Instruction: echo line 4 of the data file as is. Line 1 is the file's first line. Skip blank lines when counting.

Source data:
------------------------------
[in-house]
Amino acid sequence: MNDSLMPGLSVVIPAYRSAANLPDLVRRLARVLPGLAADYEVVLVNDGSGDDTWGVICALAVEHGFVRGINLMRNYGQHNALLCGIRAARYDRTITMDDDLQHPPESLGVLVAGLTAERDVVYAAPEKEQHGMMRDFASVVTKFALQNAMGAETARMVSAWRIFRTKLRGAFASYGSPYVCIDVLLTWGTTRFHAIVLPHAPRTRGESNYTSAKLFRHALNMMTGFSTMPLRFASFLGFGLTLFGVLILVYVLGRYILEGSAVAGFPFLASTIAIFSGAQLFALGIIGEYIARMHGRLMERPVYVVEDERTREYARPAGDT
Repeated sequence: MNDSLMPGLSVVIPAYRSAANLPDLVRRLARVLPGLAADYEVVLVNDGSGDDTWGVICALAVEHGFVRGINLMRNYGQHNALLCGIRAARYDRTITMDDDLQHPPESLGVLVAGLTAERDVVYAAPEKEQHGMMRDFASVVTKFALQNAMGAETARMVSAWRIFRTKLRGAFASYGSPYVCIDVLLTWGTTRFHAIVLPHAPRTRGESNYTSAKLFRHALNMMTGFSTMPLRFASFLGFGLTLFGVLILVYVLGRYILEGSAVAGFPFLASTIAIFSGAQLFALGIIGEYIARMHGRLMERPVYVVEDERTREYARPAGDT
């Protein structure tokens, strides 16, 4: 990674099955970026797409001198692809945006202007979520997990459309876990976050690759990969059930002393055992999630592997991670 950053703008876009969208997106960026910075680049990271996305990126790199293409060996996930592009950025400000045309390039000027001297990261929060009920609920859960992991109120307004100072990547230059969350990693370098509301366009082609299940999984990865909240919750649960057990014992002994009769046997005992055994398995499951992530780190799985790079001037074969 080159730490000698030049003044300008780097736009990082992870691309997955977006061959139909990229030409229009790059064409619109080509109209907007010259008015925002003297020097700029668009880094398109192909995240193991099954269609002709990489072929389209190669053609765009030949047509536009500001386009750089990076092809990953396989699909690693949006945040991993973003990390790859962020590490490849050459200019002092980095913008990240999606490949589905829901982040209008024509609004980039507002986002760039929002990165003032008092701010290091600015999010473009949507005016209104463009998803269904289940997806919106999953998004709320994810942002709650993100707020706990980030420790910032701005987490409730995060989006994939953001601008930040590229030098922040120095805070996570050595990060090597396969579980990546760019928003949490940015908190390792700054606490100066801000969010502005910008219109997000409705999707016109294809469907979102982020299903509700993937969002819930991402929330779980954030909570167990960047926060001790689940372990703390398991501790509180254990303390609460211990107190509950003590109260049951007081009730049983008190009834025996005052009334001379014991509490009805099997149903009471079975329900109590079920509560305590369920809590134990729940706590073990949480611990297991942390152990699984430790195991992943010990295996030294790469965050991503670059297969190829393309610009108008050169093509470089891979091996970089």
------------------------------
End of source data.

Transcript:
């Protein structure tokens, strides 16, 4: 990674099955970026797409001198692809945006202007979520997990459309876990976050690759990969059930002393055992999630592997991670 950053703008876009969208997106960026910075680049990271996305990126790199293409060996996930592009950025400000045309390039000027001297990261929060009920609920859960992991109120307004100072990547230059969350990693370098509301366009082609299940999984990865909240919750649960057990014992002994009769046997005992055994398995499951992530780190799985790079001037074969 080159730490000698030049003044300008780097736009990082992870691309997955977006061959139909990229030409229009790059064409619109080509109209907007010259008015925002003297020097700029668009880094398109192909995240193991099954269609002709990489072929389209190669053609765009030949047509536009500001386009750089990076092809990953396989699909690693949006945040991993973003990390790859962020590490490849050459200019002092980095913008990240999606490949589905829901982040209008024509609004980039507002986002760039929002990165003032008092701010290091600015999010473009949507005016209104463009998803269904289940997806919106999953998004709320994810942002709650993100707020706990980030420790910032701005987490409730995060989006994939953001601008930040590229030098922040120095805070996570050595990060090597396969579980990546760019928003949490940015908190390792700054606490100066801000969010502005910008219109997000409705999707016109294809469907979102982020299903509700993937969002819930991402929330779980954030909570167990960047926060001790689940372990703390398991501790509180254990303390609460211990107190509950003590109260049951007081009730049983008190009834025996005052009334001379014991509490009805099997149903009471079975329900109590079920509560305590369920809590134990729940706590073990949480611990297991942390152990699984430790195991992943010990295996030294790469965050991503670059297969190829393309610009108008050169093509470089891979091996970089």